The UN Security Council has called an emergency meeting Sunday evening at Russia's request to discuss the growing crisis in Ukraine.
Two rival rallies in another regional capital in eastern Ukraine, Kharkiv, turned violent. At the end of both rallies, a group of pro-Russian protesters followed several pro-Ukrainian activists, beating them with bats and sticks, Interfax Ukraine reported. A video on Espresso TV showed one activist with blood on his head and hands waiting for paramedics on the steps of the underground passage. Several men and women came up to him and started kicking him.
An attack also was reported on a police station in the nearby city of Kramatorsk. A video from local news website Kramatorsk.info showed a group of camouflaged men armed with automatic weapons storming a police building. The news website also reported that supporters of the separatist Donetsk People's Republic occupied the administration building, built a barricade with tires around it and put a Russian flag nearby.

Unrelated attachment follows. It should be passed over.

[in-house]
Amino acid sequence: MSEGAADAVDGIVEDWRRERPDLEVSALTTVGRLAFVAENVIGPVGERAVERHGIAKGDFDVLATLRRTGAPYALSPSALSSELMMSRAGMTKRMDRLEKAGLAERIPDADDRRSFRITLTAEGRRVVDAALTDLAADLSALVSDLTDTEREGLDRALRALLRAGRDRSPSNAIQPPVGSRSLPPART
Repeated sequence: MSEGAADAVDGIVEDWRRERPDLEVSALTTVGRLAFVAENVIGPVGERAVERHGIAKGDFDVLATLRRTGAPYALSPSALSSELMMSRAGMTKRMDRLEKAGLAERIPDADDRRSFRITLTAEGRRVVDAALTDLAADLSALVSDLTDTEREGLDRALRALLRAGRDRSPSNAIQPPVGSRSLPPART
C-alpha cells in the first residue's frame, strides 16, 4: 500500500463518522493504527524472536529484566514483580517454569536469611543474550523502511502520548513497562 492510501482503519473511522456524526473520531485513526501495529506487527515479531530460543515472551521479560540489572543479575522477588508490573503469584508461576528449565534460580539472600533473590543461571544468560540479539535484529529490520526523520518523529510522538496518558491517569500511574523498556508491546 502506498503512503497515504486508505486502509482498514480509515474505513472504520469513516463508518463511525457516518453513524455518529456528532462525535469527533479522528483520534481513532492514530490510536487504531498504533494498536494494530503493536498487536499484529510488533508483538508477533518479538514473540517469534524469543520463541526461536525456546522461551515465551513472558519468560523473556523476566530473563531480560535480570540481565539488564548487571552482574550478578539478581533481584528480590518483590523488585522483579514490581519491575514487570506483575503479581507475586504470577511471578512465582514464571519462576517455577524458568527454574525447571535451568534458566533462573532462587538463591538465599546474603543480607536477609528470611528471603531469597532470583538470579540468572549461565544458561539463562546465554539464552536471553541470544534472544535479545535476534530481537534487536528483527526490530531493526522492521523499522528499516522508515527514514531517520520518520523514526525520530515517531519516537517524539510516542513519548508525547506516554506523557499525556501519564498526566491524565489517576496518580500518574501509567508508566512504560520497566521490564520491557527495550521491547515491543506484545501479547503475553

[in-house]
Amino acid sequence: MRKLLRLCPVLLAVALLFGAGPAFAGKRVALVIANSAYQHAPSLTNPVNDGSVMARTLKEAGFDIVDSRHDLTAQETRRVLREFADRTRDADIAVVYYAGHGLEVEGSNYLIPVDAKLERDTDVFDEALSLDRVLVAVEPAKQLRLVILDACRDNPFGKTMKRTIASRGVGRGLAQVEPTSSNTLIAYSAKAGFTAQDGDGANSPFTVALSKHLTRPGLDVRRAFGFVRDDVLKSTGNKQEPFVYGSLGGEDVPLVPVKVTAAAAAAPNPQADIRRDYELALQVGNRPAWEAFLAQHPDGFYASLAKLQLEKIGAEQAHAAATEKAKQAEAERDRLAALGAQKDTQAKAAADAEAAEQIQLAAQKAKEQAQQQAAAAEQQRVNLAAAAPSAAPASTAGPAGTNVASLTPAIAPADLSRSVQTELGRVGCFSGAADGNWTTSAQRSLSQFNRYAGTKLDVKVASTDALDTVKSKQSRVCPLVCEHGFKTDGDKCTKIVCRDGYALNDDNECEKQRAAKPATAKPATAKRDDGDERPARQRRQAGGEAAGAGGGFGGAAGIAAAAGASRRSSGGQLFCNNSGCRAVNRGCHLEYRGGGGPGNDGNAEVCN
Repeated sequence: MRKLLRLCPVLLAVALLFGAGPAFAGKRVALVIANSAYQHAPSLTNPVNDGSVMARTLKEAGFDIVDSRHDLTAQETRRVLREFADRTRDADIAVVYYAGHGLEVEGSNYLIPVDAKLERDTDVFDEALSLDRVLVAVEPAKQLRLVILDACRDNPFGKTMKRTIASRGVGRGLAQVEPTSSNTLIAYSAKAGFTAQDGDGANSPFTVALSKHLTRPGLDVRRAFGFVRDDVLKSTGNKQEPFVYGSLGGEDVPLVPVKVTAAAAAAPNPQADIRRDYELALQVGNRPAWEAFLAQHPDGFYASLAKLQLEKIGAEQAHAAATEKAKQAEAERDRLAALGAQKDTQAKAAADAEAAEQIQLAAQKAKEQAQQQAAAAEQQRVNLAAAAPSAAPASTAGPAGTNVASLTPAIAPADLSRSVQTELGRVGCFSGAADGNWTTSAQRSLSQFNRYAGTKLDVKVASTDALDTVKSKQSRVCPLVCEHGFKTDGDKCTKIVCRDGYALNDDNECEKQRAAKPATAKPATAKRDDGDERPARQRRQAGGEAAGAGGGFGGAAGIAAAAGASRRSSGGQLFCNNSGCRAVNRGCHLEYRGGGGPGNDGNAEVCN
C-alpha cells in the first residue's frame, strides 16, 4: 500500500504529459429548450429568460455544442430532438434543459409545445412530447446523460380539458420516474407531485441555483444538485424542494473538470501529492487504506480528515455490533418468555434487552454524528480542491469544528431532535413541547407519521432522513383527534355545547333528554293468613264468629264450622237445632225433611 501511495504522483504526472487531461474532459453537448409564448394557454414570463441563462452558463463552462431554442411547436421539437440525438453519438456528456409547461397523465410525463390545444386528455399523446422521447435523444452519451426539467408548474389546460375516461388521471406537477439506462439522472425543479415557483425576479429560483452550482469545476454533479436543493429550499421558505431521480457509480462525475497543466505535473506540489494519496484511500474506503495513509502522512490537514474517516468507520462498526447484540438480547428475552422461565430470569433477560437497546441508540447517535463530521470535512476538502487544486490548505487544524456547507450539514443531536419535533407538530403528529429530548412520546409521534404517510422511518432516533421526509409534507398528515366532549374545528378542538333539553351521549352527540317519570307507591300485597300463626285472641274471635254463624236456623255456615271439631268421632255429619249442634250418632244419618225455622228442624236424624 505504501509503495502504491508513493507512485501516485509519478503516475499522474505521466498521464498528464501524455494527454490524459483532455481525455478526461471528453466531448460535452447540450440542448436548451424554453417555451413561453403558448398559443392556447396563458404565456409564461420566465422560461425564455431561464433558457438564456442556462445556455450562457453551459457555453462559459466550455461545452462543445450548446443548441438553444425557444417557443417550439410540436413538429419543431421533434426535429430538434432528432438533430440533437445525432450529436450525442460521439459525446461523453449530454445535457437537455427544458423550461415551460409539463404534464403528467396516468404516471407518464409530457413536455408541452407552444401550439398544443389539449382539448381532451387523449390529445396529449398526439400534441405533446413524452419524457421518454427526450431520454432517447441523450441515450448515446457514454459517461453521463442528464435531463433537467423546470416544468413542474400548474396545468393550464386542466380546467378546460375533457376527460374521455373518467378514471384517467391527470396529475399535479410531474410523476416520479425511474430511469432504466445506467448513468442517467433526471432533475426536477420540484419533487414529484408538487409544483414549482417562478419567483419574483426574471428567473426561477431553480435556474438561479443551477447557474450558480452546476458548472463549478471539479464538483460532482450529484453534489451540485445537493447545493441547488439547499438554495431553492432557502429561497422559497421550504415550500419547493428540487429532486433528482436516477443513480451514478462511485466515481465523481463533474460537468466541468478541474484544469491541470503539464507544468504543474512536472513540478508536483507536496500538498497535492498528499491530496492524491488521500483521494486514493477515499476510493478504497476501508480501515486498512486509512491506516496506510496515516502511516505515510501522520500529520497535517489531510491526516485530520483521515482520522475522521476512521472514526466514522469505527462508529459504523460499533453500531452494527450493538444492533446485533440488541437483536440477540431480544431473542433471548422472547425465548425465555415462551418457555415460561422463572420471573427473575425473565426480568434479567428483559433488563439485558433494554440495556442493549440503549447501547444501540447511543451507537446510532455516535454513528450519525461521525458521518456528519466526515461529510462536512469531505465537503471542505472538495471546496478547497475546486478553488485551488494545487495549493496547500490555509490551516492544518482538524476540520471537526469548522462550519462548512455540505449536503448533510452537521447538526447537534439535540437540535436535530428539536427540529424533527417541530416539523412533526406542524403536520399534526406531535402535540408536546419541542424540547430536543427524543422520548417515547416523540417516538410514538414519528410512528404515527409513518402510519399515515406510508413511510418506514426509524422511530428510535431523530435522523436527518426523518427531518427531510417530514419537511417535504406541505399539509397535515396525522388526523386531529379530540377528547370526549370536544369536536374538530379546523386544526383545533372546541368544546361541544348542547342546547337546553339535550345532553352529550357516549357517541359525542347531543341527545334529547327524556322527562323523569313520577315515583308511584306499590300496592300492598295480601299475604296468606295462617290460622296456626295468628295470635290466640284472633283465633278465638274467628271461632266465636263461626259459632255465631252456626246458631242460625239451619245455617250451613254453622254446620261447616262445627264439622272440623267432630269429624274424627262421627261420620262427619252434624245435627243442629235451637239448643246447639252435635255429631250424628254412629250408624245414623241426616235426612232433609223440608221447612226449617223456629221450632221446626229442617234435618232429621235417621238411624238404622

Regional news website OstroV said three key administrative buildings were seized in another city in the area, Enakiyeve. In Mariupol, a city south of Donetsk on the Azov Sea and just 50 kilometers (30 miles) away from the Russian border, the city hall was seized by armed masked men. Local news website 0629.com.ua said 1,000 protesters were building a barricade around it while unknown armed men raised the Russian flag over the building.